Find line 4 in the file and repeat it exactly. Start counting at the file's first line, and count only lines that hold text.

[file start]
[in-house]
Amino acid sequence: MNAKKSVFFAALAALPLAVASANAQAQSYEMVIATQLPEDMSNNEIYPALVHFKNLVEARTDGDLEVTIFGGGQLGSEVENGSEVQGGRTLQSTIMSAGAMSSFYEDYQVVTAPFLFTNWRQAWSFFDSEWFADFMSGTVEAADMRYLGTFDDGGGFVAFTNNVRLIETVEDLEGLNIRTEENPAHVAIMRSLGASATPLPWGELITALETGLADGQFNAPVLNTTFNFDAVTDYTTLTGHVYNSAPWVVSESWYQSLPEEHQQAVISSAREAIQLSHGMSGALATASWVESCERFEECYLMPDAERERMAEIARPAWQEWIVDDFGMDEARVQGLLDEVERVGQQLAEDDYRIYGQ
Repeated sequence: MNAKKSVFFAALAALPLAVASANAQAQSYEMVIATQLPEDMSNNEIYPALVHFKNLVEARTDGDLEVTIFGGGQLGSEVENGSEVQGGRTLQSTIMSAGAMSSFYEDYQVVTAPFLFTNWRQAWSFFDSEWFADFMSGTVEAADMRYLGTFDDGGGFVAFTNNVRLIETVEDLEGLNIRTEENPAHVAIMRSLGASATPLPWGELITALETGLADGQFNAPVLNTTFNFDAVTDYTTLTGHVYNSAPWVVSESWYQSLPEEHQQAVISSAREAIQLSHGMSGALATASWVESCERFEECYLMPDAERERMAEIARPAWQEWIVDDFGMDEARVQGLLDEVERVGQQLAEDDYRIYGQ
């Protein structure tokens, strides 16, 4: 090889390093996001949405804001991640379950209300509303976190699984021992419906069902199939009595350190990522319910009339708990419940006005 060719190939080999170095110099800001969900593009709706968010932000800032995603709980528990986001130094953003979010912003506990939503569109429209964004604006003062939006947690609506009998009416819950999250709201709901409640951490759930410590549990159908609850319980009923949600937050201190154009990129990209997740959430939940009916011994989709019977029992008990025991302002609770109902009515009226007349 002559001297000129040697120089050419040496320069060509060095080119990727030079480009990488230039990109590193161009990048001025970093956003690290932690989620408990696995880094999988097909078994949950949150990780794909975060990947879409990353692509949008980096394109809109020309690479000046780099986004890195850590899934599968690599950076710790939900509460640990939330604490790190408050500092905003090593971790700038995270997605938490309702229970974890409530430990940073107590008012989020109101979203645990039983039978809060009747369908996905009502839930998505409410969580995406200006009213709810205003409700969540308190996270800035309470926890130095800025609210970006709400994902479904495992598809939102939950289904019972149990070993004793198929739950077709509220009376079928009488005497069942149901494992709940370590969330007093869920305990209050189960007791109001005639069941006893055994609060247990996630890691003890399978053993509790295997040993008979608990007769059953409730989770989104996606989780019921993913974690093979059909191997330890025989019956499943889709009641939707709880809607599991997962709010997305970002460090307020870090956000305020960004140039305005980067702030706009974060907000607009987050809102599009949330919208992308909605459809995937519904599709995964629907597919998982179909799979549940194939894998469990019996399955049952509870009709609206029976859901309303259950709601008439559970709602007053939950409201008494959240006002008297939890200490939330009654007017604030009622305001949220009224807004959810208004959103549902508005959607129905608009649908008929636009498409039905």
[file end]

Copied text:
């Protein structure tokens, strides 16, 4: 090889390093996001949405804001991640379950209300509303976190699984021992419906069902199939009595350190990522319910009339708990419940006005 060719190939080999170095110099800001969900593009709706968010932000800032995603709980528990986001130094953003979010912003506990939503569109429209964004604006003062939006947690609506009998009416819950999250709201709901409640951490759930410590549990159908609850319980009923949600937050201190154009990129990209997740959430939940009916011994989709019977029992008990025991302002609770109902009515009226007349 002559001297000129040697120089050419040496320069060509060095080119990727030079480009990488230039990109590193161009990048001025970093956003690290932690989620408990696995880094999988097909078994949950949150990780794909975060990947879409990353692509949008980096394109809109020309690479000046780099986004890195850590899934599968690599950076710790939900509460640990939330604490790190408050500092905003090593971790700038995270997605938490309702229970974890409530430990940073107590008012989020109101979203645990039983039978809060009747369908996905009502839930998505409410969580995406200006009213709810205003409700969540308190996270800035309470926890130095800025609210970006709400994902479904495992598809939102939950289904019972149990070993004793198929739950077709509220009376079928009488005497069942149901494992709940370590969330007093869920305990209050189960007791109001005639069941006893055994609060247990996630890691003890399978053993509790295997040993008979608990007769059953409730989770989104996606989780019921993913974690093979059909191997330890025989019956499943889709009641939707709880809607599991997962709010997305970002460090307020870090956000305020960004140039305005980067702030706009974060907000607009987050809102599009949330919208992308909605459809995937519904599709995964629907597919998982179909799979549940194939894998469990019996399955049952509870009709609206029976859901309303259950709601008439559970709602007053939950409201008494959240006002008297939890200490939330009654007017604030009622305001949220009224807004959810208004959103549902508005959607129905608009649908008929636009498409039905």